At the time of the contest, I wrote to the Times expressing concerns for the huge cost of Scout SV when the British Army already had 749 Warriors in service. Some of those could have been converted to the Recce role as had already been done for the Artillery Observation variant.
There is no difference between Warrior, ASCOD and CV90, they were all conceived in the 1980-90 timeframe to replace the ageing M113 fleets around the world with better protection and improved mobility. They are all basically the same size, weight and size with the same power-to-weight ratio. Indeed, for the Tracer Requirement, GKN Defence offered a Warrior with one wheel station removed to make it smaller; this design failed due to harmonics issues.
The ASCOD was selected, I understand due to the jobs and UK content offering from GDUK, along with the claims that the engine compartment offered a better growth potential should more weight be required. However, if a new engine is installed this has obvious implications for the drive train. One solution could be changing the suspension system from torsion bars to hydrogas to improve the ride. This is the case as Ajax has grown from 28 tonnes to 38-44 tonnes.
BATTLESPACE understands that the turret had to be strengthened and the turret ring increased to take into account the wobble problems encountered by the 20,000 lbs recoil from the CT40 canon which meant that the second round could not get on target and firing on the move proved problematical; thus weight was added.
Whether the current concerns mean that the AJAX programme should be ended and alternative options sought?
The current harmonics problems suggest that the increase in weight from 28 tonnes to an estimated 38 to 42 tonnes has had a detrimental effect on the drivetrain and suspension system and subsequent vibration issues. If the Millbrook Trials can locate the source of the harmonics and propose a solution that should be the time to look at whether it is cost effective to fix the problem and the time this will take and whether GDUK or the MoD is responsible. Given that the CT40 canon is GFE and is seen as one of the problems for the increase in weight in particular, there will undoubtedly be a blame game between GDELS and the MoD as to who foots the bill.
In my view a purchase of CV90 would take too long and too costly given that there is no current budget for any procurement. The MoD should look at resurrecting Warrior WCSP with the new Urbanfighter unmanned turret, already under development by Lockheed Martin at Ampthill, with a 30mm canon and a lighter optics package. A recce vehicle does not require a 40mm canon, British Army doctrine is for Light Recce not Heavy Recce, as practiced by the German Army in particular, thus a recce vehicle does not engage enemy armoured vehicles unless in an emergency.
The new Warrior would have the new hull as developed by BAE Systems and turned down by the MoD with an MTU engine and Renk transmission as on Ajax or the QinetiQ Ex Drive.
Lockheed Martin 2020 Brief
Lockheed Martin demonstrated that the WCSP design is low risk; it’s mature and reliable and meets the Armoured Infantry’s mission ahead of the manufacture contract award. Lockheed Martin’s production line at Ampthill (Bedfordshire) and its established supply chain are ready to begin manufacture of Next-gen Warrior.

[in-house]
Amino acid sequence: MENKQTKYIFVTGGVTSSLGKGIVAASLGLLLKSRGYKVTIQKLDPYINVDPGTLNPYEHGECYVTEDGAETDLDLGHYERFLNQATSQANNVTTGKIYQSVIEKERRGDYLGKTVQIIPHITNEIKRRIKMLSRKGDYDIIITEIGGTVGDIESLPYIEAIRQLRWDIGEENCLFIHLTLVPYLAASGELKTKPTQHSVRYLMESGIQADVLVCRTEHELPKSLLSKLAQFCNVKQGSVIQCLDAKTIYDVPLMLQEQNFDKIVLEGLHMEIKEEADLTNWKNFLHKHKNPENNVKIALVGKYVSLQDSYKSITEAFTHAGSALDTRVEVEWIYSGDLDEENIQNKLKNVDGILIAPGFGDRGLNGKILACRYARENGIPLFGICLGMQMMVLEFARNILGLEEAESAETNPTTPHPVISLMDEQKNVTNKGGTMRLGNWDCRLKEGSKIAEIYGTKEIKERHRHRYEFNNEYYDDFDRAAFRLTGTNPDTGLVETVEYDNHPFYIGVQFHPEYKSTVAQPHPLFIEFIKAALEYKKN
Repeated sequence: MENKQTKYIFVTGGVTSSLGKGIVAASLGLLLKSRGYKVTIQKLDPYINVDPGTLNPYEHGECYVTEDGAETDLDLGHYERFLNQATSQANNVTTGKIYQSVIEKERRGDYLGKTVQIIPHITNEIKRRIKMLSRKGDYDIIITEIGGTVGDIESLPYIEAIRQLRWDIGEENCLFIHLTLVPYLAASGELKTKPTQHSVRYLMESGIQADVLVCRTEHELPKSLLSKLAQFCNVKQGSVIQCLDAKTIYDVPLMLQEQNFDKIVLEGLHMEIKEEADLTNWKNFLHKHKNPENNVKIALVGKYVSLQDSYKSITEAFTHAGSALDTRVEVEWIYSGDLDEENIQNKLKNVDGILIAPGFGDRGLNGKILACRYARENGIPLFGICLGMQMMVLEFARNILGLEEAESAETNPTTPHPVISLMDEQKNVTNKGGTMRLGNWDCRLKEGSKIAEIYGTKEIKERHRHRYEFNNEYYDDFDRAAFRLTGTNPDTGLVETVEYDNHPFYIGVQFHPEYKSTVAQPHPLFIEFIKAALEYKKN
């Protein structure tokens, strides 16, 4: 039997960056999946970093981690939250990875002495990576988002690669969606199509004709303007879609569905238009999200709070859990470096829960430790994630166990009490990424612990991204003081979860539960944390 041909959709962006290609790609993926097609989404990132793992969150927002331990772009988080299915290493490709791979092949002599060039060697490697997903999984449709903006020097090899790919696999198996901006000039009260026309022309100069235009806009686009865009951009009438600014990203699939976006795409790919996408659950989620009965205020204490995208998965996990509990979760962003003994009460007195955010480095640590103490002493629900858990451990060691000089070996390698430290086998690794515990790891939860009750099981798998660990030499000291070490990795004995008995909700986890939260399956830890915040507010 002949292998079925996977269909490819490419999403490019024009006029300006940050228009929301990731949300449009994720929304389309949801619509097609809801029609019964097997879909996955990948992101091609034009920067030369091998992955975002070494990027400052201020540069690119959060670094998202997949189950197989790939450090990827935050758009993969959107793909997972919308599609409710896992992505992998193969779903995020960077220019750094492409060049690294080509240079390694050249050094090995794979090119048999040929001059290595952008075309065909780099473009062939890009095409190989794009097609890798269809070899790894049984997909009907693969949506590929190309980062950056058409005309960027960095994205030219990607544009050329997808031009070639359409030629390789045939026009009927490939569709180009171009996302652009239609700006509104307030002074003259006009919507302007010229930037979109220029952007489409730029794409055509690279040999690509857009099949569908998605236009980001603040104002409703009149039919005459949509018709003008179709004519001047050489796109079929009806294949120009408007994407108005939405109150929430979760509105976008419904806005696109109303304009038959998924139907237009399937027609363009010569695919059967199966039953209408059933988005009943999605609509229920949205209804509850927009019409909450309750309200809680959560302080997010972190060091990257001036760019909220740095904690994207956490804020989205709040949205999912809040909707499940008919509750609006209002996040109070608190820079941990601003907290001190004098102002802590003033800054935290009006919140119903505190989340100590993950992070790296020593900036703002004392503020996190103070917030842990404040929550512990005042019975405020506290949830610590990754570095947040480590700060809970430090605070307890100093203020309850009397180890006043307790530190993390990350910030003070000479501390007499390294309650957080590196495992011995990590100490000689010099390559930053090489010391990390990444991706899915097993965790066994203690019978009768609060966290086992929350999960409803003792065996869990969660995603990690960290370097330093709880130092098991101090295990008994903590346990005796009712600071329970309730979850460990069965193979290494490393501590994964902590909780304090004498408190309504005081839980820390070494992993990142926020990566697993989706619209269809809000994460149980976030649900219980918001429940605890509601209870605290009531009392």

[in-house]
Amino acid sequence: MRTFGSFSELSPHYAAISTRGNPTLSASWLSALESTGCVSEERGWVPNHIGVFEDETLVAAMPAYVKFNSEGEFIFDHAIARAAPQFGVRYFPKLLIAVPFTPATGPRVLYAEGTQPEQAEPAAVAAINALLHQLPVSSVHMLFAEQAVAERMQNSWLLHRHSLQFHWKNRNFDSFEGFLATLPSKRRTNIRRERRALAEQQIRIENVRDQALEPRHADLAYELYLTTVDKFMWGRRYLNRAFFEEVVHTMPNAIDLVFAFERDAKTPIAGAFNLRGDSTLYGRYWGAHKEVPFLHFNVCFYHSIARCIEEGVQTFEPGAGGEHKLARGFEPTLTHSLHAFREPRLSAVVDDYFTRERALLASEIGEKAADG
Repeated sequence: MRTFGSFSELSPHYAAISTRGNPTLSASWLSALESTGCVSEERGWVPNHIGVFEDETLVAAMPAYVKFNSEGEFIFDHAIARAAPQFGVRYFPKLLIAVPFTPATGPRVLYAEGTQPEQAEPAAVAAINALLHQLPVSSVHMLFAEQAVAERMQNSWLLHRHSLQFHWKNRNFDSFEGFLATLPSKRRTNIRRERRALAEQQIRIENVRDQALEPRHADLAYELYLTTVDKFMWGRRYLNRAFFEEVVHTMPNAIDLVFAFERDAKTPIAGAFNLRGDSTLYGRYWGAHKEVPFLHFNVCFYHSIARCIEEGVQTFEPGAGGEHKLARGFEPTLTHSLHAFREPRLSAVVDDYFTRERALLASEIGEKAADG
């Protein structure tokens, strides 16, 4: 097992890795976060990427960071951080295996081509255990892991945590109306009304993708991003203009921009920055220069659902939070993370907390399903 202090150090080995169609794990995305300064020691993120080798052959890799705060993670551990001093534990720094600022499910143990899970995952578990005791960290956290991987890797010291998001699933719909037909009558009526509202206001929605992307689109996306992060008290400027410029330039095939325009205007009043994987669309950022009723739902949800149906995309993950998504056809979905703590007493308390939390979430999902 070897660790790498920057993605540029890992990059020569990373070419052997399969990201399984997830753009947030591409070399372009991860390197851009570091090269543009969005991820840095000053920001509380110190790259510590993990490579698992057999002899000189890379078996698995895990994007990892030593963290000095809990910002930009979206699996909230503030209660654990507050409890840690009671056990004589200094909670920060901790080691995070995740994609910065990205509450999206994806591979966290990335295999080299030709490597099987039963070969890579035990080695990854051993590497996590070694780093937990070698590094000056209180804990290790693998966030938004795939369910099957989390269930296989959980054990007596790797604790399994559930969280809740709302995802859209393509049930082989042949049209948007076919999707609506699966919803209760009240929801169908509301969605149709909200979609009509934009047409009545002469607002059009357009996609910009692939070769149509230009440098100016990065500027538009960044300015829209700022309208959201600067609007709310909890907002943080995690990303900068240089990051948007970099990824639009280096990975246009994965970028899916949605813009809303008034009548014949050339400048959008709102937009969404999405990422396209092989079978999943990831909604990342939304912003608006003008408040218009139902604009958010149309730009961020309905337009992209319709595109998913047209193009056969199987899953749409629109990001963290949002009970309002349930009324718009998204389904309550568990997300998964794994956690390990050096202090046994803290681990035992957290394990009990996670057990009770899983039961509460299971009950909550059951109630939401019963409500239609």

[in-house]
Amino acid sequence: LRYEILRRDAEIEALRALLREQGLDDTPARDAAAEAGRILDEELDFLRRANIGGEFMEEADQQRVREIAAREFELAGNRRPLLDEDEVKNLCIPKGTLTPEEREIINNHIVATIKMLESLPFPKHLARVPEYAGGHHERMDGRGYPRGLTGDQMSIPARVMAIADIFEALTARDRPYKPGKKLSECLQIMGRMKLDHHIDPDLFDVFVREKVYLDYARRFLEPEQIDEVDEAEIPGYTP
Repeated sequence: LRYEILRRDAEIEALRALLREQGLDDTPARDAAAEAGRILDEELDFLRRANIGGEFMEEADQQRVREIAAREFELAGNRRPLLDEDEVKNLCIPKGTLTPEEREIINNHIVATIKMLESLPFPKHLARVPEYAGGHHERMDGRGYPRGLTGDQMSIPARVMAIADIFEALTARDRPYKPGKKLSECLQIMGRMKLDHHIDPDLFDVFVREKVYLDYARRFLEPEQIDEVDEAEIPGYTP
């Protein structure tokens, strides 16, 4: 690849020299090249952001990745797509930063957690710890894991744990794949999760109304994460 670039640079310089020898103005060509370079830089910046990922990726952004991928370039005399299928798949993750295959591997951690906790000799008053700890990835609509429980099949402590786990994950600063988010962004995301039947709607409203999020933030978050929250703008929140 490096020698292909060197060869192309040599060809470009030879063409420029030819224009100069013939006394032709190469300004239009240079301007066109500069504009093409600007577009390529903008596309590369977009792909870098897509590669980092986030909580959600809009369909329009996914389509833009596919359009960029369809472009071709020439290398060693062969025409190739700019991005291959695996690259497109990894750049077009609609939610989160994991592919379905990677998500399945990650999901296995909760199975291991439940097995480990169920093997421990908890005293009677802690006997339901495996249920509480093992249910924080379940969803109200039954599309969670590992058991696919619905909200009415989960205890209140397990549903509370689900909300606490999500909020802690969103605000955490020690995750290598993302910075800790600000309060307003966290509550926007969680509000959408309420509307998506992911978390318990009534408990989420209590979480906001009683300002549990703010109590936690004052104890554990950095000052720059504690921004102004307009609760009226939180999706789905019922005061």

WCSP update and benefits to the UK:
The benefits of WCSP stretch far beyond the battlefield – there are huge prosperity and economic benefits to the UK:
1) The economic and prosperity benefits of the WCSP programme
o UK Prosperity – Independent analysis by KPMG has estimated that, between 2021 and 2029, a WCSP manufacturing contract would contribute over £1bin in Gross Value Added (GVA) to the UK economy, generate at its peak 1,951 jobs, and support up to £276.2m in tax payments.
o UK Sovereign Capability – LMUK has made significant investment over ten years to develop the UK’s only sovereign capability for turret design, manufacture and support. This could have wider impacts on the UK ambitions for a Land Sector strategy.
o The UK will retain its only world-class turret design and manufacturing capability that ensures future security of supply and technological advantage for the UK; the skills, infrastructure and industrial know-how will be available in future times of need
o Export opportunities – according to the KPMG report, the medium calibre turret market could be worth an estimated £16 billion over the next 10 years. The skills base and IP that will allow the UK to export its AFV capability to the benefit of the wider UK economy depends on the award of the WCSP Manufacture contract
2) The impact of the WCSP programme on jobs
o The WCSP contract currently supports 1,300 jobs across a nationwide supply chain of 260 companies.
o Around 2,000 high value jobs will be created and sustained as a result of the manufacture contract
o If a manufacture contract is not awarded, there is a serious risk to loss of jobs both at Lockheed Martin and across the UK supply chain which makes up 80% of the WCSP solution